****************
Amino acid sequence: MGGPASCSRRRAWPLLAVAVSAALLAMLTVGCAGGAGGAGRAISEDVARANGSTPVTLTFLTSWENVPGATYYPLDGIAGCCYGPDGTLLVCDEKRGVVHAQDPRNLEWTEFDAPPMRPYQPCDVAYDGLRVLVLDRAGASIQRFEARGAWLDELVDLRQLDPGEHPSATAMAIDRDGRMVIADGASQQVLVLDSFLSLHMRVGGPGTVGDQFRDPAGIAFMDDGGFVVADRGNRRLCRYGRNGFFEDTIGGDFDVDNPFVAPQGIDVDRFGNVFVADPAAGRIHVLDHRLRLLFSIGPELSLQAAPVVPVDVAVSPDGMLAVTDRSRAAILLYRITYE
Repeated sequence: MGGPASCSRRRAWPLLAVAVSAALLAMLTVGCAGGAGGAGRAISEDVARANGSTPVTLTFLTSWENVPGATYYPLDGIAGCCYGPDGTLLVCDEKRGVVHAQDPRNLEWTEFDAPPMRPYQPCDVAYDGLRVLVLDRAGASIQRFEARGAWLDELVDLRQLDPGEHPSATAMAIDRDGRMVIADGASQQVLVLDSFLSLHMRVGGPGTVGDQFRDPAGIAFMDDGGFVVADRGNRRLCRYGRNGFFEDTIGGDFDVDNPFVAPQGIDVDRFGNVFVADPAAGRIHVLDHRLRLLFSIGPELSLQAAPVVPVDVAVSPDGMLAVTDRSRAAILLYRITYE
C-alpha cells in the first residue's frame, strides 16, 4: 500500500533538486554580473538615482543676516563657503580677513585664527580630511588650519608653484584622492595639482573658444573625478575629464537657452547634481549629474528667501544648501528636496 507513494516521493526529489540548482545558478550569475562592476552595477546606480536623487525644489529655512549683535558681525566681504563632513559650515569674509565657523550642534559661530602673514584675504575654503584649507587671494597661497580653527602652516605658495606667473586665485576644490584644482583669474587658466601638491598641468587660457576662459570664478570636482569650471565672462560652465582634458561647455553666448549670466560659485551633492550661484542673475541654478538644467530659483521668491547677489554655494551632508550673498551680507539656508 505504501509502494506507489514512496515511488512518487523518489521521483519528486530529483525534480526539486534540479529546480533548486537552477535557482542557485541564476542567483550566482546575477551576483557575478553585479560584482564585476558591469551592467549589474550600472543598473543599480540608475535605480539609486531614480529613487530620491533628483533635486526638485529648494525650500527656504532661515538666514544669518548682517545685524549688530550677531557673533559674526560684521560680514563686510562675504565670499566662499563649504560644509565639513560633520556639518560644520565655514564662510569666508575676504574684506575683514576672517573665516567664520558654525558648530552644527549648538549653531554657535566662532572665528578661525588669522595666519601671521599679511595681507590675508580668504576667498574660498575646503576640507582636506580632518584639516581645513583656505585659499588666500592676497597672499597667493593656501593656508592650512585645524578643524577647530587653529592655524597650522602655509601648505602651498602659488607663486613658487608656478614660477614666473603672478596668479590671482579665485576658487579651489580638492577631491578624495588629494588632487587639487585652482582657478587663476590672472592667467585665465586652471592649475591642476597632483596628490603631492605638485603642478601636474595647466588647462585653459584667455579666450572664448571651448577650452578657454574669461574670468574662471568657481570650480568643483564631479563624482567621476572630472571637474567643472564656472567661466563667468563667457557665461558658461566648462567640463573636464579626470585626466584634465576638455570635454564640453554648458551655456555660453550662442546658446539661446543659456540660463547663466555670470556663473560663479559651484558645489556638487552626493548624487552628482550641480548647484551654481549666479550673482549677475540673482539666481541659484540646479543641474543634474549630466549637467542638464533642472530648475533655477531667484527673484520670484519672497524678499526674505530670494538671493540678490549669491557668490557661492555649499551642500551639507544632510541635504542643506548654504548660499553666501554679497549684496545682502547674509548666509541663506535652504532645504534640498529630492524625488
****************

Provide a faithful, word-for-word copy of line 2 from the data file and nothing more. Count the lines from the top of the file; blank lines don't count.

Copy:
Repeated sequence: MGGPASCSRRRAWPLLAVAVSAALLAMLTVGCAGGAGGAGRAISEDVARANGSTPVTLTFLTSWENVPGATYYPLDGIAGCCYGPDGTLLVCDEKRGVVHAQDPRNLEWTEFDAPPMRPYQPCDVAYDGLRVLVLDRAGASIQRFEARGAWLDELVDLRQLDPGEHPSATAMAIDRDGRMVIADGASQQVLVLDSFLSLHMRVGGPGTVGDQFRDPAGIAFMDDGGFVVADRGNRRLCRYGRNGFFEDTIGGDFDVDNPFVAPQGIDVDRFGNVFVADPAAGRIHVLDHRLRLLFSIGPELSLQAAPVVPVDVAVSPDGMLAVTDRSRAAILLYRITYE